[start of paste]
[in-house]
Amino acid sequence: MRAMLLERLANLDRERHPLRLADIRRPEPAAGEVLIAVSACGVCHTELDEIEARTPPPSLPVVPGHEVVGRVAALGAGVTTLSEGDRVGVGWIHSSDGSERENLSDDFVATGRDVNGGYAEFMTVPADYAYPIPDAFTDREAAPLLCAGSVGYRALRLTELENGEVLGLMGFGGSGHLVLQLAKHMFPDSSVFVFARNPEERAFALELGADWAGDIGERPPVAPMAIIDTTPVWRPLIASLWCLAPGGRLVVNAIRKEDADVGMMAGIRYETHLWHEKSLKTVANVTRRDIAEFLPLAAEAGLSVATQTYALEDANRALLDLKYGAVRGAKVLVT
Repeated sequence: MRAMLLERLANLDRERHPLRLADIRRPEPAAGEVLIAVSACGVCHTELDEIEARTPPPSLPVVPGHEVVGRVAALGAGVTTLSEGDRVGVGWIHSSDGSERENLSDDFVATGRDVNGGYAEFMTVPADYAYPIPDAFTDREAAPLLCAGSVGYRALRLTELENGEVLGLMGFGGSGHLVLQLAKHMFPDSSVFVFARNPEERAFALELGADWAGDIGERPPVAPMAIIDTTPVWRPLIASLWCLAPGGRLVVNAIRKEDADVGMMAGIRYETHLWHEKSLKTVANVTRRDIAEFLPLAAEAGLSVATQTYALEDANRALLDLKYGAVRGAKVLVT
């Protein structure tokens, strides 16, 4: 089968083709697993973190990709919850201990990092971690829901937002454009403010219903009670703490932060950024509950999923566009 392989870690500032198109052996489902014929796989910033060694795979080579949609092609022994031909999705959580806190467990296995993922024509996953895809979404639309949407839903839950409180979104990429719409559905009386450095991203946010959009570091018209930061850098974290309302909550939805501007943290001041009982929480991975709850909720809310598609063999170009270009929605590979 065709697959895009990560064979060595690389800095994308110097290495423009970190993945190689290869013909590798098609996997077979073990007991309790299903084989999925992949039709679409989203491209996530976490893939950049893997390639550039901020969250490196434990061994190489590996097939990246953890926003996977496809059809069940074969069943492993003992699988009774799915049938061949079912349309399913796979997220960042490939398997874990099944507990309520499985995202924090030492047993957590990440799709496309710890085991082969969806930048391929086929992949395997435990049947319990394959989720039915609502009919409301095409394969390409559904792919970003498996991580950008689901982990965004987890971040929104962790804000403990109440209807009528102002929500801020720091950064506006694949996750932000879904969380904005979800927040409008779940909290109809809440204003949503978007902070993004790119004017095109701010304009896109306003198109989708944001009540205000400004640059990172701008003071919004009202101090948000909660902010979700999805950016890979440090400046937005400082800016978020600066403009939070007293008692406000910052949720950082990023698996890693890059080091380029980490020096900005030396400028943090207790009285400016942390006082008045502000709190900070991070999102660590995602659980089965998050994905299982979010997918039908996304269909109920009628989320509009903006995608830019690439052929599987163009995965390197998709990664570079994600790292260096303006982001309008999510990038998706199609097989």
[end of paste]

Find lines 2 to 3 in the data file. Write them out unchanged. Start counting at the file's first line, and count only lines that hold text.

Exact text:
Amino acid sequence: MRAMLLERLANLDRERHPLRLADIRRPEPAAGEVLIAVSACGVCHTELDEIEARTPPPSLPVVPGHEVVGRVAALGAGVTTLSEGDRVGVGWIHSSDGSERENLSDDFVATGRDVNGGYAEFMTVPADYAYPIPDAFTDREAAPLLCAGSVGYRALRLTELENGEVLGLMGFGGSGHLVLQLAKHMFPDSSVFVFARNPEERAFALELGADWAGDIGERPPVAPMAIIDTTPVWRPLIASLWCLAPGGRLVVNAIRKEDADVGMMAGIRYETHLWHEKSLKTVANVTRRDIAEFLPLAAEAGLSVATQTYALEDANRALLDLKYGAVRGAKVLVT
Repeated sequence: MRAMLLERLANLDRERHPLRLADIRRPEPAAGEVLIAVSACGVCHTELDEIEARTPPPSLPVVPGHEVVGRVAALGAGVTTLSEGDRVGVGWIHSSDGSERENLSDDFVATGRDVNGGYAEFMTVPADYAYPIPDAFTDREAAPLLCAGSVGYRALRLTELENGEVLGLMGFGGSGHLVLQLAKHMFPDSSVFVFARNPEERAFALELGADWAGDIGERPPVAPMAIIDTTPVWRPLIASLWCLAPGGRLVVNAIRKEDADVGMMAGIRYETHLWHEKSLKTVANVTRRDIAEFLPLAAEAGLSVATQTYALEDANRALLDLKYGAVRGAKVLVT